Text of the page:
Google Advanced Search Query Syntax

Advanced Search Operators

You can combine very complex search queries and search Google with precision accuracy using advanced queries. But before we can take advantage of these search operators, we have to understand what they are, and how you can combine them to create complex search queries. The data is out there in Google, we have to learn to search for it like this:

Google: Boolean Operators

Everything starts by understanding how Boolean operators “AND” “OR” “NOT” work, and how these Boolean operators can also have special meaning when searching Google.

AND = is a  AND (all capital letters) is the default search syntax, so you don’t have to specify it at all if you are constructing basic searches, because Google does that by default each time you use the spacebar on your keyboard. Meaning, when you type a word (let’s call it firstQuery) then hit spacebar on your keyboard and type another word (let’s call the second word as secondQuery). Then, Google searches its database looking for the firstQuery AND the secondQuery. So by default it is ANDing your search terms. More examples:

  • SEO blog (searches Google by saying; bring me a document that has the word SEO AND blog)

Now let’s take a look at OR operator. Using this syntax will override the default ANDing process when you search Google. Example:

  • SEO OR blog (overrides the default ANDing) tells Google “hey Google bring me a document that has the word SEO OR blog” think of it as saying “either this or that”

-minus operator = (Boolean operator NOT) when you place a in front of a keyword, you are telling Google to exclude that keyword. Think of it as saying: don’t include the -word

  • SEO services -expensive (will bring you results that does NOT include the term “expensive” because you minus-ed it)

Advanced Operators (Updated Version)

* Wildcard operator = Add an asterisk as a placeholder for any unknown or wildcard terms. Example: “a * saved is a * earned”  basically think of it as “fill in the gaps” because that’s what Google does when you use the wildcard operator, it helps you fill in the gaps if you are not sure about a particular search.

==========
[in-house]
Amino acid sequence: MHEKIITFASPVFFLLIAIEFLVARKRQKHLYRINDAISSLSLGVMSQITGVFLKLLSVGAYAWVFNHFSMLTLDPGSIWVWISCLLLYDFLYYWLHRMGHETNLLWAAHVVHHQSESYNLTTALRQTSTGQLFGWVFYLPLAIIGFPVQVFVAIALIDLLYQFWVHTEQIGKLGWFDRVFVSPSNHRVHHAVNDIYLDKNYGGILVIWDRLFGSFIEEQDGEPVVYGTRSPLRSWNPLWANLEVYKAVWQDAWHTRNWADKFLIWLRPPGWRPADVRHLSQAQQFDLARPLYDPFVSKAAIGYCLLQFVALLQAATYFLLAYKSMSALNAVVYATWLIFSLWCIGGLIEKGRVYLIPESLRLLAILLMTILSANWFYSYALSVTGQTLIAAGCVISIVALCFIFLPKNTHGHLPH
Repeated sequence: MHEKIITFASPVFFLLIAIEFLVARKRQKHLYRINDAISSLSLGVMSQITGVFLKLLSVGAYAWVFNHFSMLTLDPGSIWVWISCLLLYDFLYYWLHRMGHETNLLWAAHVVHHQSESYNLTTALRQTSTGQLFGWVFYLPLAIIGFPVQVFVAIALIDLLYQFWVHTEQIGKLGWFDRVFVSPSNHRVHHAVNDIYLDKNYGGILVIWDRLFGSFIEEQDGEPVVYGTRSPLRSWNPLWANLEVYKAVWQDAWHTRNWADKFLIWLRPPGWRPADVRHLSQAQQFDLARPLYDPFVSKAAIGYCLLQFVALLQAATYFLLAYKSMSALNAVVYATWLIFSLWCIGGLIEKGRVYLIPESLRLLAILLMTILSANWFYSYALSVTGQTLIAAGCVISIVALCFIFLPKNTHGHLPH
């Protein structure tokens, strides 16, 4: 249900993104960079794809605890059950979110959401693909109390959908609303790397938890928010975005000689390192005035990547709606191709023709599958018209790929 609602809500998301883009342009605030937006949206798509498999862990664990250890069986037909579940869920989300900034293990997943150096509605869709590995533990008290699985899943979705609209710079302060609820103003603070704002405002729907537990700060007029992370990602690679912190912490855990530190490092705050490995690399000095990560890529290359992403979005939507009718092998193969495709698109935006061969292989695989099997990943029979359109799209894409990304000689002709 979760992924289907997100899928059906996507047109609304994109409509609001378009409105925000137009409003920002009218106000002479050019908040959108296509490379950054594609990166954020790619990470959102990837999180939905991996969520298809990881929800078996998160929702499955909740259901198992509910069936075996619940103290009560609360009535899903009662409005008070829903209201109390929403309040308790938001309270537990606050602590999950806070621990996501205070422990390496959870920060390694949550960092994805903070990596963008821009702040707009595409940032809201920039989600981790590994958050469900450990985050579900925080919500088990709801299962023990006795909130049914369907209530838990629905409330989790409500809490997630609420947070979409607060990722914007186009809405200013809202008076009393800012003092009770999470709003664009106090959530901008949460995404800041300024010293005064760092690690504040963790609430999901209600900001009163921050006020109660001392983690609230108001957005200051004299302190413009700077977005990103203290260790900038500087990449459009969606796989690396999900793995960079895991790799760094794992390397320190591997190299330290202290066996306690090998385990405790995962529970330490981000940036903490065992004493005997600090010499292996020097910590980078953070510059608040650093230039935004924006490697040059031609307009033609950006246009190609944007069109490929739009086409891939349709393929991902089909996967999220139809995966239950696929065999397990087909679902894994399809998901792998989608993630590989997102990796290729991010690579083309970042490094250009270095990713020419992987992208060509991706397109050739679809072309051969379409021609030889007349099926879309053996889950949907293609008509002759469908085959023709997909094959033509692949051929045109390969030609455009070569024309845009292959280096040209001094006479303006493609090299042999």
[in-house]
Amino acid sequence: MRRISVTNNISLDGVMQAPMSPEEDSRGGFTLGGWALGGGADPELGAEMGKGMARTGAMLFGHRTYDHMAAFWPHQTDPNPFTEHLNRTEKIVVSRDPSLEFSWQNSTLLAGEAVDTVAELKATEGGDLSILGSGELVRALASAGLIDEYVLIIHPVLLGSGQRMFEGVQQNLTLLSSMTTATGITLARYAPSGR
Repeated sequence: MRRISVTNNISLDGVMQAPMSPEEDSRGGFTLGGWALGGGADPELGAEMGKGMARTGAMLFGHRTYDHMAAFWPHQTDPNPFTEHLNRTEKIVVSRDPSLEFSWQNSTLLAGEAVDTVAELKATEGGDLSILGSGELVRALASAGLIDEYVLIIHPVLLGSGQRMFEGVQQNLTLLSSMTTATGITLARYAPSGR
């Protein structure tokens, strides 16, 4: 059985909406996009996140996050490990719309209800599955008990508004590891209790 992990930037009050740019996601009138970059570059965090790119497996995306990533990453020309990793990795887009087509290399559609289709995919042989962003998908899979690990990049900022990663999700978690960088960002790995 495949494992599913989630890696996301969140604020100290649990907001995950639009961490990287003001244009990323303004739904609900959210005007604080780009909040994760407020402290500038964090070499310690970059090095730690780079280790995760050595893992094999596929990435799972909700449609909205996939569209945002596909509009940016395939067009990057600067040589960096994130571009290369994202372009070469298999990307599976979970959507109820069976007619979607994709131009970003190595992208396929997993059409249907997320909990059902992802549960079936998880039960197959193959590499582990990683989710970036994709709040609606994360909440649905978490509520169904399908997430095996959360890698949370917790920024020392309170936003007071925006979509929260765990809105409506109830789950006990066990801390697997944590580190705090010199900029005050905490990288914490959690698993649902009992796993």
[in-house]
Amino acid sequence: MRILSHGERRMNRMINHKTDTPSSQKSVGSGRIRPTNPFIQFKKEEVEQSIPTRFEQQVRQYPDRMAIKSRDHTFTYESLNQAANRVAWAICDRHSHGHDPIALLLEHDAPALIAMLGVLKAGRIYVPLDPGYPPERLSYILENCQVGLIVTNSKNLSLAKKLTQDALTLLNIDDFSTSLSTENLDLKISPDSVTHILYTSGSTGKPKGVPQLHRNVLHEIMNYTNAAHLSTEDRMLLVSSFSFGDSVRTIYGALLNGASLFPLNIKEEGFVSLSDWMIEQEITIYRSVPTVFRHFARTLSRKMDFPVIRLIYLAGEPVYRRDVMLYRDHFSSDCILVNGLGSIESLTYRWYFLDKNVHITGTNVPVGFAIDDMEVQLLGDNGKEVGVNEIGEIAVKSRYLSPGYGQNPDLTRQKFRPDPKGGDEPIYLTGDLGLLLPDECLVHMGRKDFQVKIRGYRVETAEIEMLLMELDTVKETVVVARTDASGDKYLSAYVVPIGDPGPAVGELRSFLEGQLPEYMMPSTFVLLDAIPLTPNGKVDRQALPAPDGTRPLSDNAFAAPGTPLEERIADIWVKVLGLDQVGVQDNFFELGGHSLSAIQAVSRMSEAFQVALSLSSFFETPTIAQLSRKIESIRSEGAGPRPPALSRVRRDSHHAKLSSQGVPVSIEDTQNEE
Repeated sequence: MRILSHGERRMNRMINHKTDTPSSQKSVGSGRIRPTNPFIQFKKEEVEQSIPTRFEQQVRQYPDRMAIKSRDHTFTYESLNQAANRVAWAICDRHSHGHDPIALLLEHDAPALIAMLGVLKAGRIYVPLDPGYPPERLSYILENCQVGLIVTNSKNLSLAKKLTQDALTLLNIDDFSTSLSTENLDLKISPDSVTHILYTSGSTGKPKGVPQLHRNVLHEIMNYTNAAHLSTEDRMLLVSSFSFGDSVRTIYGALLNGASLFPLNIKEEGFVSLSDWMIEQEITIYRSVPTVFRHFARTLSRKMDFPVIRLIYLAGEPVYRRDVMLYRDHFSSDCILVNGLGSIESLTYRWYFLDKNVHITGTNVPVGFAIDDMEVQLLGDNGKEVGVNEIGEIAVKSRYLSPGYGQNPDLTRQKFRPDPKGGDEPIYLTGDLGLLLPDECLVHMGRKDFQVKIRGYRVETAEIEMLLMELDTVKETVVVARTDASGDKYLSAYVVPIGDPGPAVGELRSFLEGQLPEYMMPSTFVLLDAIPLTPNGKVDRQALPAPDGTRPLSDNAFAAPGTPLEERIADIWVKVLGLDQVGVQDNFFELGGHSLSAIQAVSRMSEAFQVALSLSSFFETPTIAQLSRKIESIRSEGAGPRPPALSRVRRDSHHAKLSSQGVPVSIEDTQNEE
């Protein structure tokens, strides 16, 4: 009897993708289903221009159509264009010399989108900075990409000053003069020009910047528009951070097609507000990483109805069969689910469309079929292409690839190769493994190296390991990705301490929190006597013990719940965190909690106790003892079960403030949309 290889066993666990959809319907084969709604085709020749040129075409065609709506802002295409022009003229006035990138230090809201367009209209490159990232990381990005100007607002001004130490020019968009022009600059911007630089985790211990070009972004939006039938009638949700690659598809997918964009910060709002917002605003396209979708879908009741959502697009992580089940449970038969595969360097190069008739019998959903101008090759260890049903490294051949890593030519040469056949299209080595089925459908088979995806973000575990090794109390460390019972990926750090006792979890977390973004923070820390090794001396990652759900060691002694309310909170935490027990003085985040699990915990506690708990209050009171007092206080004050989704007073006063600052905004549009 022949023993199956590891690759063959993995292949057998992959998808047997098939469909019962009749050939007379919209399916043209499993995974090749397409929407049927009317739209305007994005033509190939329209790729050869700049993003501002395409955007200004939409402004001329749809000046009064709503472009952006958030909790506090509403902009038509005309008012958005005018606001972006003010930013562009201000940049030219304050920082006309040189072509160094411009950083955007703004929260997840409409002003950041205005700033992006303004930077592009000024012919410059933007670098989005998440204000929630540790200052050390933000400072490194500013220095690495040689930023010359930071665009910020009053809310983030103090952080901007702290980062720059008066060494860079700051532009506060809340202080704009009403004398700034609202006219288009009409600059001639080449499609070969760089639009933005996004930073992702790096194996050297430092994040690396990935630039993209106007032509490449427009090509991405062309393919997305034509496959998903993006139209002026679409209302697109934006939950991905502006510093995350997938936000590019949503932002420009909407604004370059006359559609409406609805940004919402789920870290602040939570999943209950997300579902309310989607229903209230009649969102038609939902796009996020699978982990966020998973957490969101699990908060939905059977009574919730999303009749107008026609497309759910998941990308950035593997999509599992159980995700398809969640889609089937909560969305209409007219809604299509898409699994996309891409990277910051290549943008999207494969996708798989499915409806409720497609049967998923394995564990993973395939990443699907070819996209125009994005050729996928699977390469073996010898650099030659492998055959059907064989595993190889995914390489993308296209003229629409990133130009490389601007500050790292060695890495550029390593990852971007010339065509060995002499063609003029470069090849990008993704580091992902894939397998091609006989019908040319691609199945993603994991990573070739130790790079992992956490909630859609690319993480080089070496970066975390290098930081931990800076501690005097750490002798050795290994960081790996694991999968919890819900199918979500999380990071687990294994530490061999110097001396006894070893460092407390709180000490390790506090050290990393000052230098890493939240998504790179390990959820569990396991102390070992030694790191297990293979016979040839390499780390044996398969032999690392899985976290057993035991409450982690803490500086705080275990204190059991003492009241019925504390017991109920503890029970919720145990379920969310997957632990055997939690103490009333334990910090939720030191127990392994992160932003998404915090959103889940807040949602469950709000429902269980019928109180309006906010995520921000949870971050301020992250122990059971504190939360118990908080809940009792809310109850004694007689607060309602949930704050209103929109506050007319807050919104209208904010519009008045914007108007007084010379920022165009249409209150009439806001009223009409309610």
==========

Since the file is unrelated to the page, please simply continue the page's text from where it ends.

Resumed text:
• Imagine that we used the wildcard character along these lines “Yahoo has * hacked”. And now imagine that there are 1000 web documents containing those terms in that order, and now imagine that 200 of those documents contain these words “Yahoo has been hacked”. Google will fill in that gab when you use the * .
  • Other uses for wildcard operator * when we use an asterisk at the end of a search term as a placeholder for unknown or wildcard terms. The wildcard operator is only supported at the end of a search term. For example, invit* returns both invitation and invite.

Double Quotes

When you search Google by wrapping your keywords inside double quotes, you are telling Google “hey Google, go fetch me results from your database, but make sure you bring me results that include all the words that I typed in double quotes.

  • seo “expert” google (hey Google make sure your search results includes the word expert)
  • “SEO specialist” google (hey Google make sure your search results includes the words SEO Specialist)

Video Lesson Showing Simplified Version

Refined Search Query Syntax

One of the most confusing parts of refined search queries are the part where you attach the ALL in front of some advanced search terms. Because how can intext: and allintext: and also intitle: or allintitle: be the same search query? It isn’t, but what’s the difference?

Advanced Search Query Syntax intitle intext inurl
Advanced Search Query Syntax allintitle allintext allinurl

As you can see in the images, when you use the allinurl: what you are basically telling Google is to look for ALL of the terms in that specified part only.

  • allintext:rankya seo blog

Above example will bring you results that contain ALL of the keywords ONLY in the body text of a web document. Whereas if you searched

  • intext:rankya seo blog